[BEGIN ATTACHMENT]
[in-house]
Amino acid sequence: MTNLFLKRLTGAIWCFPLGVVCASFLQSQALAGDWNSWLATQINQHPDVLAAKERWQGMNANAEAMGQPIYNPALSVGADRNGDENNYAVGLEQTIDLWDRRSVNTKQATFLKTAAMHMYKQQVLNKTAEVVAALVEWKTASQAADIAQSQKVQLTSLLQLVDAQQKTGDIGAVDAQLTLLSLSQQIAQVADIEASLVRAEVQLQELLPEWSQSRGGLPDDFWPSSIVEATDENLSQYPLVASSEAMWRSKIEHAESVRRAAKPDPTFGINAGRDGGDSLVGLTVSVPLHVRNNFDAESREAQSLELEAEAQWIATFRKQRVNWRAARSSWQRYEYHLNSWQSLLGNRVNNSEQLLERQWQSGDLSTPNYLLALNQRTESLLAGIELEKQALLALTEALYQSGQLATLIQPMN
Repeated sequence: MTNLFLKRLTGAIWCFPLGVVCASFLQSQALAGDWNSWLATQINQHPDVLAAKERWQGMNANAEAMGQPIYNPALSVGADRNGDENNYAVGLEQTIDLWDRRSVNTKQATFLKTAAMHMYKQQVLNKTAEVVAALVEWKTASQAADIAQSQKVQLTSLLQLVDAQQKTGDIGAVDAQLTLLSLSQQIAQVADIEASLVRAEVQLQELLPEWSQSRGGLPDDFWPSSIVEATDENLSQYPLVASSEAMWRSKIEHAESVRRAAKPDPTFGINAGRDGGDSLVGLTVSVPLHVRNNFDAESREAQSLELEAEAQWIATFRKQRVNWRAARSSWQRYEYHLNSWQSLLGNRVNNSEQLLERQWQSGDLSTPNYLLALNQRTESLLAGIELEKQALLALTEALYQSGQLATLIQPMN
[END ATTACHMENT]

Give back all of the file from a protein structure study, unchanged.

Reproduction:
[in-house]
Amino acid sequence: MTNLFLKRLTGAIWCFPLGVVCASFLQSQALAGDWNSWLATQINQHPDVLAAKERWQGMNANAEAMGQPIYNPALSVGADRNGDENNYAVGLEQTIDLWDRRSVNTKQATFLKTAAMHMYKQQVLNKTAEVVAALVEWKTASQAADIAQSQKVQLTSLLQLVDAQQKTGDIGAVDAQLTLLSLSQQIAQVADIEASLVRAEVQLQELLPEWSQSRGGLPDDFWPSSIVEATDENLSQYPLVASSEAMWRSKIEHAESVRRAAKPDPTFGINAGRDGGDSLVGLTVSVPLHVRNNFDAESREAQSLELEAEAQWIATFRKQRVNWRAARSSWQRYEYHLNSWQSLLGNRVNNSEQLLERQWQSGDLSTPNYLLALNQRTESLLAGIELEKQALLALTEALYQSGQLATLIQPMN
Repeated sequence: MTNLFLKRLTGAIWCFPLGVVCASFLQSQALAGDWNSWLATQINQHPDVLAAKERWQGMNANAEAMGQPIYNPALSVGADRNGDENNYAVGLEQTIDLWDRRSVNTKQATFLKTAAMHMYKQQVLNKTAEVVAALVEWKTASQAADIAQSQKVQLTSLLQLVDAQQKTGDIGAVDAQLTLLSLSQQIAQVADIEASLVRAEVQLQELLPEWSQSRGGLPDDFWPSSIVEATDENLSQYPLVASSEAMWRSKIEHAESVRRAAKPDPTFGINAGRDGGDSLVGLTVSVPLHVRNNFDAESREAQSLELEAEAQWIATFRKQRVNWRAARSSWQRYEYHLNSWQSLLGNRVNNSEQLLERQWQSGDLSTPNYLLALNQRTESLLAGIELEKQALLALTEALYQSGQLATLIQPMN